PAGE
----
Lou Reed: Fans pay tribute at New York memorial
Fans and family of rock musician Lou Reed have paid tribute to the late star at a music-rich public memorial on the streets of New York.
Billed as a "simple celebration", the event saw fans dance to Reed's hits which were played over loudspeakers.
His widow, performance artist Laurie Anderson, greeted well-wishers as they enjoyed the music.
The former Velvet Underground frontman died on 27 October after complications from a liver transplant.
The memorial was previewed on Reed's Facebook page as a gathering with "no speeches, no live performances, just Lou's voice, guitar music and songs - playing the recordings selected by his family and friends."
His hits could be heard for three hours on Thursday across the plaza next to the city's Lincoln Center for the Performing Arts, and featured many high points of his long career.
Life of a rock 'n' roll legend
- Born in Brooklyn in 1942
- Co-founded the rock band Velvet Underground, who influenced generations of musicians with such songs as Heroin and Sweet Jane
- Andy Warhol was the group's manager
- Reed's subsequent solo career spanned decades, and included tracks such as Walk on the Wild Side and Perfect Day
- He was a heavy drinker and drug user and developed liver problems earlier this year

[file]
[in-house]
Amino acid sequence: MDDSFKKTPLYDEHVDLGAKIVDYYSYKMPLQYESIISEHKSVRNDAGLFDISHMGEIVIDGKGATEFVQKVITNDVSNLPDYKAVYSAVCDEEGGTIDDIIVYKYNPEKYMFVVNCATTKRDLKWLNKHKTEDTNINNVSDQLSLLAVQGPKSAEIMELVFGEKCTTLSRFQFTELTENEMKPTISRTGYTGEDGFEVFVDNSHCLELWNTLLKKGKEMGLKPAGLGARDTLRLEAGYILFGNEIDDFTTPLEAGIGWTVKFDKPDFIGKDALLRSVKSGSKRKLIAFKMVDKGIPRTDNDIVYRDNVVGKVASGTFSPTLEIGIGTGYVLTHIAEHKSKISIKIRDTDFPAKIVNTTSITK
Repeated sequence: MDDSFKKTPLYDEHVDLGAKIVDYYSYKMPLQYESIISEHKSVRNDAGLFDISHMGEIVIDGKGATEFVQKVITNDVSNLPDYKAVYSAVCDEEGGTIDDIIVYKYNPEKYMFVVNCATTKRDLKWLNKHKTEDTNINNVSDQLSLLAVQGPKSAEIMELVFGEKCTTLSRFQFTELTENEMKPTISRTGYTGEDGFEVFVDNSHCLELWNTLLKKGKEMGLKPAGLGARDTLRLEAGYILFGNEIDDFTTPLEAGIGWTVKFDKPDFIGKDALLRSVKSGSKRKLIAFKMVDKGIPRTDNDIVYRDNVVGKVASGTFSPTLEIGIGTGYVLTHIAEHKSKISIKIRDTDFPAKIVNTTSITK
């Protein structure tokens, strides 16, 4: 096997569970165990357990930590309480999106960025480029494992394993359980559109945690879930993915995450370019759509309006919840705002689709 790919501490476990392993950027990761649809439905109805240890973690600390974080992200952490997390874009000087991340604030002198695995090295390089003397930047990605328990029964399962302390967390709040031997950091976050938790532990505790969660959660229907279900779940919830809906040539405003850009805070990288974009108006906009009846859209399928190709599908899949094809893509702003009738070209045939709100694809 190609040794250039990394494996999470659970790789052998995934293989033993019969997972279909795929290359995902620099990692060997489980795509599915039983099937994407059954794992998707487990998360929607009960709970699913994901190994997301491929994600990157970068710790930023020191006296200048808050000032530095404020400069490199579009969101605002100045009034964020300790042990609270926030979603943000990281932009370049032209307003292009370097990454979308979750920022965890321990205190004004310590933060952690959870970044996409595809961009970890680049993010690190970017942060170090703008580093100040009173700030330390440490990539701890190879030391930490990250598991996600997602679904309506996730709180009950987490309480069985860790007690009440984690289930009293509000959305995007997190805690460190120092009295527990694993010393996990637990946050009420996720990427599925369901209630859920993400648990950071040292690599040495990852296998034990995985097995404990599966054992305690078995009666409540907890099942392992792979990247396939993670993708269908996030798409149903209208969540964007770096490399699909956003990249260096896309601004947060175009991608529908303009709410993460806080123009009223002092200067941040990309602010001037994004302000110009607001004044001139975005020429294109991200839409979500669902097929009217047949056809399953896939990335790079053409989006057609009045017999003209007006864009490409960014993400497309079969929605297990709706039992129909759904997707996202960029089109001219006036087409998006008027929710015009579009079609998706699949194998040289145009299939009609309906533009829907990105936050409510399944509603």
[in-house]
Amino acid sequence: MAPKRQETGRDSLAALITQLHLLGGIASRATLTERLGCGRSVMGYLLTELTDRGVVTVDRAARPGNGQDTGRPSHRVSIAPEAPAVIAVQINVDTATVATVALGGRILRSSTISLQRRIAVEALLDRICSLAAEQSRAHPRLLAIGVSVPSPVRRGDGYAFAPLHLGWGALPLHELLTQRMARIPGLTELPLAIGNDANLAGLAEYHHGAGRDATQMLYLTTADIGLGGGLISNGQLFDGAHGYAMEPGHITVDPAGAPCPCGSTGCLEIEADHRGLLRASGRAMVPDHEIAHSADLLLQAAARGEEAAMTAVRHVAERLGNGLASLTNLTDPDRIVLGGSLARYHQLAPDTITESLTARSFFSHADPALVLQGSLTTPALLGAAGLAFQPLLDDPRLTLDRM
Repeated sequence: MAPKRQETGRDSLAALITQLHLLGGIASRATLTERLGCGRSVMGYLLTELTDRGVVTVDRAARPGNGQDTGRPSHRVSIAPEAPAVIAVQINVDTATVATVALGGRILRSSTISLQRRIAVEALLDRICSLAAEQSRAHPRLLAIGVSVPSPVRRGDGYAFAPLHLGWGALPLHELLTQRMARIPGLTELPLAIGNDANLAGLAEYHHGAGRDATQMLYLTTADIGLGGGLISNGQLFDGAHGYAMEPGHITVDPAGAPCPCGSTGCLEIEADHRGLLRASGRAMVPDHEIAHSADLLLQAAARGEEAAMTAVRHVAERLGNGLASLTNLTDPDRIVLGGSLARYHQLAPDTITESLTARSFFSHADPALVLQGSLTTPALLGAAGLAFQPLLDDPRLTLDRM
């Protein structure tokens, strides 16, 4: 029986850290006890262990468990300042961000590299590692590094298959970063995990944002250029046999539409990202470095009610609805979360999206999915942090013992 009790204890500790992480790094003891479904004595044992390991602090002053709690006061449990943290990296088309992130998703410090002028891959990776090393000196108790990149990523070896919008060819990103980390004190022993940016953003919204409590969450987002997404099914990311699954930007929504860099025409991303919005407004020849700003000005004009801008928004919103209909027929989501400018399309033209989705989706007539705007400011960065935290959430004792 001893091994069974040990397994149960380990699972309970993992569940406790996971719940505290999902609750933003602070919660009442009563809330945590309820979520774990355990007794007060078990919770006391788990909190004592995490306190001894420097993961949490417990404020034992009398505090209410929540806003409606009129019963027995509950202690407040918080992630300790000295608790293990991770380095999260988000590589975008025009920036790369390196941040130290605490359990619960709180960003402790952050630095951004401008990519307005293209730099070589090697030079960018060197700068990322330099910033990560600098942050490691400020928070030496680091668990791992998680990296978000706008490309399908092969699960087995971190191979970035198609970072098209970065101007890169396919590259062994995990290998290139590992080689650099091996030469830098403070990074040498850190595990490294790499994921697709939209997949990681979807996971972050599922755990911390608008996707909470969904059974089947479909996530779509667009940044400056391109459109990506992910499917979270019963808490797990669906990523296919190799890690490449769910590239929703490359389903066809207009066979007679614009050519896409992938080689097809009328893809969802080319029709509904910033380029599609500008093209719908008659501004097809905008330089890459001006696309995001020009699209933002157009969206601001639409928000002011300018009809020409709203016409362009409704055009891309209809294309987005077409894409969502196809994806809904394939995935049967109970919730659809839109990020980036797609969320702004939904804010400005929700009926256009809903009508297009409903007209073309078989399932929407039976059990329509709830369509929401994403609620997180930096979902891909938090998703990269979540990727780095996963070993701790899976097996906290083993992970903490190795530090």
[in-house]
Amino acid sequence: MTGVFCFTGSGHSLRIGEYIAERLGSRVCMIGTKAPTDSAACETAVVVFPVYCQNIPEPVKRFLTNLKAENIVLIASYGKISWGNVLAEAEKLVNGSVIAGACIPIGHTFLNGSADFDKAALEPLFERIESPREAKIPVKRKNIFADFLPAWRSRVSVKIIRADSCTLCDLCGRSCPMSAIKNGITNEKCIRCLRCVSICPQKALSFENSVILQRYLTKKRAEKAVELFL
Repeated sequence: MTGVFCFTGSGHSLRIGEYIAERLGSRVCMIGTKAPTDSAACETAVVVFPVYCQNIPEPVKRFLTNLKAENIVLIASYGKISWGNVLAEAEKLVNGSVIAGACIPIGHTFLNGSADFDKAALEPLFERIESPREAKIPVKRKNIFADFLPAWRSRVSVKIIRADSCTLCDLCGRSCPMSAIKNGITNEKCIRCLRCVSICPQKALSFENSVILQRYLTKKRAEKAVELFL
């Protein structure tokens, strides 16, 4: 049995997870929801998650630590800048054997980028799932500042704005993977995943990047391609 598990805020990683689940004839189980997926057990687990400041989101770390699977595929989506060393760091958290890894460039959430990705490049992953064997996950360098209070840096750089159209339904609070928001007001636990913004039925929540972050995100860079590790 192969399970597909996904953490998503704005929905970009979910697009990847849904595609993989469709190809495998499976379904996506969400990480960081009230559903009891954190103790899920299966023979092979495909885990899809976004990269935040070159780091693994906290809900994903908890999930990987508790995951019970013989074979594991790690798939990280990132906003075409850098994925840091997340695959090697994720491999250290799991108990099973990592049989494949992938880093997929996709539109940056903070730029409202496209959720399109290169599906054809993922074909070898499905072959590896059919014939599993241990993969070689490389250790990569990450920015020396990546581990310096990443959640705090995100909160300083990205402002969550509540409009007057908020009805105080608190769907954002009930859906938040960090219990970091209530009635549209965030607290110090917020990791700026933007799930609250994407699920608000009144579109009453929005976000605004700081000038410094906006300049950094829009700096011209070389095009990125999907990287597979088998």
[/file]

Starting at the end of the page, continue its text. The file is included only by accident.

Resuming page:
Janet Baletti, a fan for 40 years, travelled from New Jersey for the event, and said: "I always felt like he was a genius and he always will be.
"He had such a beautiful aura about him," she added.
Reed's music frequently made reference to New York, a fact acknowledged by local fan Alan Bako.
"I like his music and I like the idea that he's a real New Yorker," Bako said. "I remember when I saw him at the Fillmore East with the Velvet Underground in the late 1960s," he said, in reference to the legendary New York club.
Known for tracks including Perfect Day and Walk on the Wild Side, Reed was considered one of the most influential singers and songwriters in rock.
The Velvet Underground became renowned for their fusion of art and music and for collaborating with Andy Warhol.
As a solo artist, the musician released 20 studio albums. His last, Hudson River Wind Meditations, was released in 2007.
Meanwhile, it has been announced that long-serving Rolling Stone magazine music critic and writer Anthony DeCurtis is to write a biography of Lou Reed.
Billed as the "inside story" of the rock star's life, the Little, Brown and Co book is untitled and has yet be assigned a publication date.